This year promises to be significant for Michigan politics. A new governor, secretary of state, attorney general, and new members of both the state legislature and Congress will be elected. The airwaves are likely to be filled with promises to improve Michigan’s K-12 education system which, by many accounts, does not fare well in comparison with neighboring states, let alone the rest of the country.
Last year, Gov. Bruce Rauner of Illinois signed into law a bipartisan tax plan that allows corporate and individual donors to receive a 75 percent state tax credit for making contributions to private school scholarship programs. Nearly 20 states now have tax credit scholarship programs. Several additional states and municipalities, including Washington, D.C., offer vouchers so that parents can choose a school that best serves their children, recognizing that parents are ultimately in the best position to make such a determination.
Creating opportunities for children without regard to ZIP code or wealth is a common-sense and powerful movement that is picking up momentum across the country. Except here in Michigan. That’s because Article 8, Section 2 of the state constitution, which prohibits direct and indirect aid to nonpublic schools, remains an antiquated impediment restricting opportunities for improvement. While a growing number of states have moved forward with greater choice options, Michigan’s outdated constitutional language regrettably remains in place.
With an eye toward the future, rather than a reliance on the distant past, Illinois became the most recent Midwest state to enact greater educational choice. “Watch the long line of students and their parents who’ll apply for these scholarships,” opined the Chicago Tribune. Wisconsin, Indiana, Minnesota, Ohio and Iowa have long supported policies that enhance educational choice – including vouchers – recognizing the significant role nonpublic schools play in their communities. “Take a bow, all you Democratic and Republican lawmakers who bucked the intense teachers union lobbying against this initiative,” said the Tribune editorial supporting Illinois’ scholarship credit.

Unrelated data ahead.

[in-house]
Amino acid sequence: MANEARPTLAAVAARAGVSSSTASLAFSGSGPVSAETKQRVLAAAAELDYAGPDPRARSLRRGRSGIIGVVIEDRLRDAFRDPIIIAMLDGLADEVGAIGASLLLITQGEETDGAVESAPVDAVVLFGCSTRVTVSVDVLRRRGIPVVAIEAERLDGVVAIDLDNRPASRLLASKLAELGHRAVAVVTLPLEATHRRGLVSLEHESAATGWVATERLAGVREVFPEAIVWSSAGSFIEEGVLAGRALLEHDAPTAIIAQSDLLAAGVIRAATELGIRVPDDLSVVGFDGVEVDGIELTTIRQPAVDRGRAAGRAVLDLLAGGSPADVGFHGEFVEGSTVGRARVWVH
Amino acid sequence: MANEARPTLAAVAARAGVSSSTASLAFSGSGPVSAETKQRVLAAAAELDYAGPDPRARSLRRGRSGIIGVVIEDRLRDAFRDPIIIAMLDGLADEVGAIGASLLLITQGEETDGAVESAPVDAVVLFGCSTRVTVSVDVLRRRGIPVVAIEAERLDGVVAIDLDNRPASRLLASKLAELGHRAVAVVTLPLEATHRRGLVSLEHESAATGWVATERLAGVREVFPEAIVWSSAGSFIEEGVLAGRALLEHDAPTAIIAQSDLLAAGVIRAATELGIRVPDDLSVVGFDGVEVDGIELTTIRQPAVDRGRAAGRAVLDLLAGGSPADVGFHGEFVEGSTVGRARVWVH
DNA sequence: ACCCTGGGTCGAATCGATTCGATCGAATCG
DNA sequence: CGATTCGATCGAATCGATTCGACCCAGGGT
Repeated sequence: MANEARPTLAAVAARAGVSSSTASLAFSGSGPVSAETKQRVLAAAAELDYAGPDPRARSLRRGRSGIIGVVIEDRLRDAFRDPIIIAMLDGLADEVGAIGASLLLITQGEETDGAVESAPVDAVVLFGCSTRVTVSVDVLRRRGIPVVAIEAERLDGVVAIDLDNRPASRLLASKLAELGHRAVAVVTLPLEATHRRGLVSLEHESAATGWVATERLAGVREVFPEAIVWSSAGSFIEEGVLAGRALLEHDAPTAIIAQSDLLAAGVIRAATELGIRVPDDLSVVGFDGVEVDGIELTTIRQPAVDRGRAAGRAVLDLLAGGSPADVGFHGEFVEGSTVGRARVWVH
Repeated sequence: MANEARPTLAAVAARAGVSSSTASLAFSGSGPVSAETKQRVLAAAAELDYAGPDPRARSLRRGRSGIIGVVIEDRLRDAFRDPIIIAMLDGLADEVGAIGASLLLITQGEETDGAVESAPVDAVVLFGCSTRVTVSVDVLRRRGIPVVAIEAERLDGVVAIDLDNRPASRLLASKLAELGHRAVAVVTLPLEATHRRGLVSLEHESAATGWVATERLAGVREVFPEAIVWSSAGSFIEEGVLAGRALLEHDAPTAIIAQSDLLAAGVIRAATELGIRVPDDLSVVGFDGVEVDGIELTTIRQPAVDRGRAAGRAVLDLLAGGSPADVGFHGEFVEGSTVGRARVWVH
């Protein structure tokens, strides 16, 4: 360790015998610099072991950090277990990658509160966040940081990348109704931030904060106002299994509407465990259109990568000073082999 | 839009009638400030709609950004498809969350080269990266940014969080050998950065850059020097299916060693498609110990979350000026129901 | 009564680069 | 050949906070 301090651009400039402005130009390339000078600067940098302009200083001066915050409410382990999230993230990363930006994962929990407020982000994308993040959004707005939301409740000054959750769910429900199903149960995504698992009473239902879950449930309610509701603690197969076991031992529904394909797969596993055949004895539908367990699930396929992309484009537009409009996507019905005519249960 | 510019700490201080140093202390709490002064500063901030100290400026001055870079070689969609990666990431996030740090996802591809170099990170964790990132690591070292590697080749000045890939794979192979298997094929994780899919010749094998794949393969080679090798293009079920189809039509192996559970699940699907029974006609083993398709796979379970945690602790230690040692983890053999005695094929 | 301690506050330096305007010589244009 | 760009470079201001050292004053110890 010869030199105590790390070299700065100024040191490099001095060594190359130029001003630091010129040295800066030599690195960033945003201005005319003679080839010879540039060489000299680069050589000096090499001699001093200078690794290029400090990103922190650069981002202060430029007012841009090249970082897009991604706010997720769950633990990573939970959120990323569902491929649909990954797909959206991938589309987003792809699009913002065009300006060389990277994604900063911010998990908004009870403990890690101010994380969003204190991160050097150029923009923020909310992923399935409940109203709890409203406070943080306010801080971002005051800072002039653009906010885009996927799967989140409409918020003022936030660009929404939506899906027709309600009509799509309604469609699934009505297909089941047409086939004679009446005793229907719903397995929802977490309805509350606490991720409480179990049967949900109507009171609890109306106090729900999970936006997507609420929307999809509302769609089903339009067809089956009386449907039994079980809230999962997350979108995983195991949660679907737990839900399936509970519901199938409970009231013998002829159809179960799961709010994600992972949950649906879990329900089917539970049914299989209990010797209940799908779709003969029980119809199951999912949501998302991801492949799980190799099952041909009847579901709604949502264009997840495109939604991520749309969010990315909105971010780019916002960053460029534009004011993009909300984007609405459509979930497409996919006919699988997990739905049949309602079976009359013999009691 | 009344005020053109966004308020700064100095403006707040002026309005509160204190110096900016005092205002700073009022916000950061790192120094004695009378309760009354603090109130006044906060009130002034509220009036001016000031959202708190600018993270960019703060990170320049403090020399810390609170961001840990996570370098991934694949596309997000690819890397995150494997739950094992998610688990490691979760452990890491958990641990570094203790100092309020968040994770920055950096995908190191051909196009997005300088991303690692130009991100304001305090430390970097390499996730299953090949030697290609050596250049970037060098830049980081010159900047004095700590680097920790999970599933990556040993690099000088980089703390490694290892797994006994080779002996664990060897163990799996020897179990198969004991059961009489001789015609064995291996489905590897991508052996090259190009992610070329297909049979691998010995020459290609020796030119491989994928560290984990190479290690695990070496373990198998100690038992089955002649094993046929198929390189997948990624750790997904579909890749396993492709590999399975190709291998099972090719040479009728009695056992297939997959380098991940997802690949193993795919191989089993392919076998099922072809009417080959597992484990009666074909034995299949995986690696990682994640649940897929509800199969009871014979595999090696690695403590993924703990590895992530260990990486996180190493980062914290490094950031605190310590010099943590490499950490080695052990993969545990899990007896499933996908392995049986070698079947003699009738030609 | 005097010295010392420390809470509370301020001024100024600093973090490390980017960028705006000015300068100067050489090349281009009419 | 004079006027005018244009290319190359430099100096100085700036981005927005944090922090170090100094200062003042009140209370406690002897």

Michigan’s entrenched special interests work hard to prevent change and protect financial and political interests and regrettably have dominated Michigan’s education policy for decades.
Policy change is necessary, especially change that benefits low-income families and students from economically distressed areas of the state. It is still not clear how recent federal tax code changes that open 529 Savings Plans to K-12 education will impact Michigan residents. While this change in law is a significant first step, it may have limited use for low income families who cannot afford to save for their children’s education. As policymakers, social service agencies, and many people of good-will seek to reduce and eliminate the destructive cycle of poverty, our state must move forward and explore how voucher programs and tax credits can help provide a brighter future for minority and under-served communities.
Michigan’s children deserve the same opportunities as those that live throughout the Midwest and across the country. Let’s hope in this election cycle a significant discussion takes place around improving education for all of Michigan’s children, including options that would allow parents, particularly low-income parents, to choose the school that best meets their children’s needs.
Brian D. Broderick is executive director of Michigan Association of Nonpublic Schools.